The difference matters, because Bird’s message (“Scientists will save us, and if then don’t then it’s because we failed them.”) is a product of that more innocent world. It echoes the motto of the Century of Progress Exhibition held in Chicago in 1933-34: “Science Discovers, Technology Applies, Man Conforms”. Part of Tomorrowland’s underlying problem is that we are not those people, and we don’t live in that world. Los Alamos and Bikini Atoll are no longer just names on a map to us; chlorofluorocarbons in our refrigerators and tetraethyl lead in our gasoline no longer seem like “better living through chemistry”. We have seen too much for the wide-eyed techno-optimism of the ’30s to feel comfortable. We have learned to approach scientists’ promises of a better world the way Reagan approached Gorbachev’s proposals on arms control: “Trust … but verify.”
“Scientists save the world”—the underlying story Tomorrowland wants to tell—is one of the ur-narratives of classic sci-fi. Here again, though, Bird gets the surfaces beautifully right but the nuances utterly wrong. All the characters—even Casey, who’s supposed to be a genius on the order of Edison or Tesla—respond to Tomorrowland like tourists at the world’s coolest theme park: they gawk, they grin, they move on. None of them bothers to ask—the way Mr. Spock, or Tony Stark, or your average sci-fi fan would—how it works or what else you can do with the technology that makes it work.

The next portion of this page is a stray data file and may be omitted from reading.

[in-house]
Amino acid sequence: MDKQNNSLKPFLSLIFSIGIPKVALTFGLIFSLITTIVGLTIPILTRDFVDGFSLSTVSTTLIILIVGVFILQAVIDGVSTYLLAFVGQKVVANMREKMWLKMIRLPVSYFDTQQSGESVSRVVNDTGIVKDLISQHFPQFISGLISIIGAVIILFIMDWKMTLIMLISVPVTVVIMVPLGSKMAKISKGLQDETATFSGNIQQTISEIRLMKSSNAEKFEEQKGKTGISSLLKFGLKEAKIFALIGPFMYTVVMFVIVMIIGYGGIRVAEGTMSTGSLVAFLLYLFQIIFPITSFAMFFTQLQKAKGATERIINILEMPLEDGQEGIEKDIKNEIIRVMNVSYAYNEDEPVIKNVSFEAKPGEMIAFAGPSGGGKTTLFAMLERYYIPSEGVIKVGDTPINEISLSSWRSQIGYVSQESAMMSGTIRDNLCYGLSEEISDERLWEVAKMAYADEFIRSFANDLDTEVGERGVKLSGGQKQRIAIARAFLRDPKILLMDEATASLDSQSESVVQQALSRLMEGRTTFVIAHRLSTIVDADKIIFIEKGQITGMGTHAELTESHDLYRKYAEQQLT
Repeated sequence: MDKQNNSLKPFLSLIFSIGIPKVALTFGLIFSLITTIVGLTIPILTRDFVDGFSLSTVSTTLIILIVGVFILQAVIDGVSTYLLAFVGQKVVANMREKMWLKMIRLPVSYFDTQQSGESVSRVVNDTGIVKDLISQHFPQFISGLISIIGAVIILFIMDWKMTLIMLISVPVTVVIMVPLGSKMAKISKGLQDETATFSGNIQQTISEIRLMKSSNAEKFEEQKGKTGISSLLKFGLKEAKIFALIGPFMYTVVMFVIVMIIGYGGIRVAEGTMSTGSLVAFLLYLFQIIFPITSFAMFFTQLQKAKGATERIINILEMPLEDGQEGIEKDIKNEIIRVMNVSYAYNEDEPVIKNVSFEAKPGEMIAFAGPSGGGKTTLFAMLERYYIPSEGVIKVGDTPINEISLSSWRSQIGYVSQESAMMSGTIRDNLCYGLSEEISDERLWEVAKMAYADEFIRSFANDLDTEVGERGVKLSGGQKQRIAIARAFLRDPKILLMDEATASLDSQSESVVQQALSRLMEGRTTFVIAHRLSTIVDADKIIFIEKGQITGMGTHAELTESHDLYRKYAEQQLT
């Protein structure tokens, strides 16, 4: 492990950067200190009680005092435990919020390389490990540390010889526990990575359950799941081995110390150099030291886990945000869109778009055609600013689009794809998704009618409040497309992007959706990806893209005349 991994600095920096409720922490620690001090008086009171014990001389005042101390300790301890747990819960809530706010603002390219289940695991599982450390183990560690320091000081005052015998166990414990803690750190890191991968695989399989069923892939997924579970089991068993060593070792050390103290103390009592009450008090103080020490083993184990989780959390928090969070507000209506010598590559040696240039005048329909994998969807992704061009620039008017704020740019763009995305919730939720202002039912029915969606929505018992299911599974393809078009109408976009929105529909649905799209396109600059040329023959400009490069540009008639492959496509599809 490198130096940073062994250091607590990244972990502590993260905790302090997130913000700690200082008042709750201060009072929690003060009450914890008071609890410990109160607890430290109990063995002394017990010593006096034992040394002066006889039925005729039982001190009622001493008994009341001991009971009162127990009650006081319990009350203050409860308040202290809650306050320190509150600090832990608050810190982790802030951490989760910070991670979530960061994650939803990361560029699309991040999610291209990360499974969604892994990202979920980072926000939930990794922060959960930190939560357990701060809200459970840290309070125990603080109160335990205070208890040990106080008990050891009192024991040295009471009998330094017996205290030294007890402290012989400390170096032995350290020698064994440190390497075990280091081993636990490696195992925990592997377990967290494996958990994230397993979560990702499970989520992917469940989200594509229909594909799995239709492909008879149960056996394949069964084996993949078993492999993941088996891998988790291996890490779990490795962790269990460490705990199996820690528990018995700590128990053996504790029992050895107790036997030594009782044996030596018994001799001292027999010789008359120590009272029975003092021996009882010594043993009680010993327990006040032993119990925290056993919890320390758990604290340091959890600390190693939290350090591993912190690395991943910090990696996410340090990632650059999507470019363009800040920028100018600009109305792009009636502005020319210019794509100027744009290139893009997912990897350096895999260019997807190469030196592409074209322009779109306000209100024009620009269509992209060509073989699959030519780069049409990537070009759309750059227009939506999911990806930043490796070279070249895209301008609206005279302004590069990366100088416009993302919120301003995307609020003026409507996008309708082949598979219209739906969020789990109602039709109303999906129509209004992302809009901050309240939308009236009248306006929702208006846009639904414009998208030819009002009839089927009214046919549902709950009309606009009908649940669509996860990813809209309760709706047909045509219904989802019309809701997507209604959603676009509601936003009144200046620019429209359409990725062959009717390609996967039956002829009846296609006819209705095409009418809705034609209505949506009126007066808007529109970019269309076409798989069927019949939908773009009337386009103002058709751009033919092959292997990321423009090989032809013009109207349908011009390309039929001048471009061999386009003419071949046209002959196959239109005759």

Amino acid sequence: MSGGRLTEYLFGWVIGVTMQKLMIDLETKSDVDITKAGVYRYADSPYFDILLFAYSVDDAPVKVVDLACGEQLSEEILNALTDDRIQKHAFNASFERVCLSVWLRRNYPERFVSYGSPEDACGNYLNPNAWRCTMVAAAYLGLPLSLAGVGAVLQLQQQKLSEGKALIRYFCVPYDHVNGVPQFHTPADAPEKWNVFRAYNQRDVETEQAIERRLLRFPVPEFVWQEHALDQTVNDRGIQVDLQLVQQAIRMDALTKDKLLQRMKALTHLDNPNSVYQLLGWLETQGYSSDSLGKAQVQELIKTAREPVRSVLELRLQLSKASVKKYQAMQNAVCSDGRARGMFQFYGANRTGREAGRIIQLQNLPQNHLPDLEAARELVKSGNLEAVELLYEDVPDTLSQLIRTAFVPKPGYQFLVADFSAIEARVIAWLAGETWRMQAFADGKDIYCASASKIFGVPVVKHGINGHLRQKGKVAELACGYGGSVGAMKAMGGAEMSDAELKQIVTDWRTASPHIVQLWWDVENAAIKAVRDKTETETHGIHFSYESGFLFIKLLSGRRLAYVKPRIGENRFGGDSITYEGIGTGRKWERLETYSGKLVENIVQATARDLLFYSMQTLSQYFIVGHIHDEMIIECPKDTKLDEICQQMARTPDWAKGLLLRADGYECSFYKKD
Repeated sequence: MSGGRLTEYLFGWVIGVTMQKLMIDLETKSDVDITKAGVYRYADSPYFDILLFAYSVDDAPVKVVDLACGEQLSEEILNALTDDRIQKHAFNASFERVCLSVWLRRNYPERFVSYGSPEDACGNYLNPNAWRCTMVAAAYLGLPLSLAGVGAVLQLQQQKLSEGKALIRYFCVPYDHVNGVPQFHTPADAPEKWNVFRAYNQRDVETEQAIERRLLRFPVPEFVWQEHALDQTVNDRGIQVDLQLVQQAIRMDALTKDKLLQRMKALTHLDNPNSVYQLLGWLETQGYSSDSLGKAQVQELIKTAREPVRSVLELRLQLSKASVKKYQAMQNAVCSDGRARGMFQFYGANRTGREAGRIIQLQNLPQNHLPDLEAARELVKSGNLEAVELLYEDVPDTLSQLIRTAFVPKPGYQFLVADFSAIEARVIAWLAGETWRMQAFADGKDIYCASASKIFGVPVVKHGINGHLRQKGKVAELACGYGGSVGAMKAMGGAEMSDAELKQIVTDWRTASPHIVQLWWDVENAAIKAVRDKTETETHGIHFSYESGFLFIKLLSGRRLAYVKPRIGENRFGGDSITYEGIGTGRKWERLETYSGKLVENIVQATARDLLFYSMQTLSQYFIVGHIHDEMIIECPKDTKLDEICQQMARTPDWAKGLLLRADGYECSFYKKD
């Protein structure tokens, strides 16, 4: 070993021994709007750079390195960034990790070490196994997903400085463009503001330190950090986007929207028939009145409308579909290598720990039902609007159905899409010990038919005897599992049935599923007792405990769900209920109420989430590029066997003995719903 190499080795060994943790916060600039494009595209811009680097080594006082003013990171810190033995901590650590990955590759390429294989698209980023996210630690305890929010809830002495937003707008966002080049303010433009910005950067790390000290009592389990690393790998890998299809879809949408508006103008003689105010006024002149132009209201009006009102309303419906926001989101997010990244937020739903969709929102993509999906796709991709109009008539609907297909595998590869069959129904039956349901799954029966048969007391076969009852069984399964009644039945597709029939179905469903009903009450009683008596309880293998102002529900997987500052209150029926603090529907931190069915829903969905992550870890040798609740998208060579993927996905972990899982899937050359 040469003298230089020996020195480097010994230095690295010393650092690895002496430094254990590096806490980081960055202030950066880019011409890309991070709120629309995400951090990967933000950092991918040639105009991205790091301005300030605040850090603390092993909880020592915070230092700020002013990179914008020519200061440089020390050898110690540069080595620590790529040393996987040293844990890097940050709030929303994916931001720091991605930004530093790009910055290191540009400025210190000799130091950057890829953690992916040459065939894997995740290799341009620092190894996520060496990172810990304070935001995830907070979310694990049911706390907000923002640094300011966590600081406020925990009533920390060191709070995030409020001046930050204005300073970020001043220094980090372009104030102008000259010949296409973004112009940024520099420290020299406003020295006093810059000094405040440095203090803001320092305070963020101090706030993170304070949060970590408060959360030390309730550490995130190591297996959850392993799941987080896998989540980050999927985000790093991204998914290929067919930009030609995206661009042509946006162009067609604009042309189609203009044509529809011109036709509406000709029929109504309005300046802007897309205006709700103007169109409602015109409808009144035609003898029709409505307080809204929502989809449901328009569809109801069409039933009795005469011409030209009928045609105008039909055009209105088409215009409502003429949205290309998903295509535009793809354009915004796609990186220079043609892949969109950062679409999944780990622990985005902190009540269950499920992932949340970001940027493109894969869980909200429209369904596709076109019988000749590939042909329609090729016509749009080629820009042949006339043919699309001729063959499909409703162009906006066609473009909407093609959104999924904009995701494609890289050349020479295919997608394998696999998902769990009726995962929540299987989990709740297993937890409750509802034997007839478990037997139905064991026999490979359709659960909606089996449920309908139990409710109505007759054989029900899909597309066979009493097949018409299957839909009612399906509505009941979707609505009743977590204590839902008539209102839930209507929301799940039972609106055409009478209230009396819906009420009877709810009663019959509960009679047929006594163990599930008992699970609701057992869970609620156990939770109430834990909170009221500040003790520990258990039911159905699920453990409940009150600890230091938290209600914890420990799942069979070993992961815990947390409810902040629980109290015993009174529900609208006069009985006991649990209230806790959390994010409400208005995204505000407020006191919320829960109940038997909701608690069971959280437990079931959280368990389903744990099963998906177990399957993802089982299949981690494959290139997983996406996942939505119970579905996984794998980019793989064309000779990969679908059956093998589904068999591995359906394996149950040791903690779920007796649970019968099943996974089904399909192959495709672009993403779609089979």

Worse, none of them even seem to care about those questions. Given who they’re supposed to be, it makes them, and the film, feel as phony as a three-dollar bill.
The characters don’t care because, in the context of the story that Bird wants to tell, those questions don’t matter. What matters, instead, is that the characters are special, that they believe in the power of their dreams, and that we believe in them.
All that would be fine if Tomorrowland was meant a fantasy story, where “just believing” can get you to Neverland, or home from Oz (if you’re silly enough to want to leave). Sci-fi, though, plays by different genre rules. The science and technology that drive the plot can be real (as in The Martian) or double talk (as in Star Trek), but it has to feel like a fully worked-out part of the characters’ world—not just pixie dust and ruby slippers by another name. Tomorrowland, which never comes to close to feeling that way, captures sci-fi’s shiny surfaces but misses its geeky heart.
The two-disc Tomorrowland release reviewed here includes DVD and Blu-Ray discs as well as a code redeemable for digital HD download of the film. Bonus features include eight deleted scenes, featurettes on the casting and scoring of the film, an interview with director Brad Bird discussing the film, and several fictional shorts—a television commercial, an animated explanation of the origins of Tomorrowland, and outtakes from a ’50s-era science-documentary series—from the film’s universe.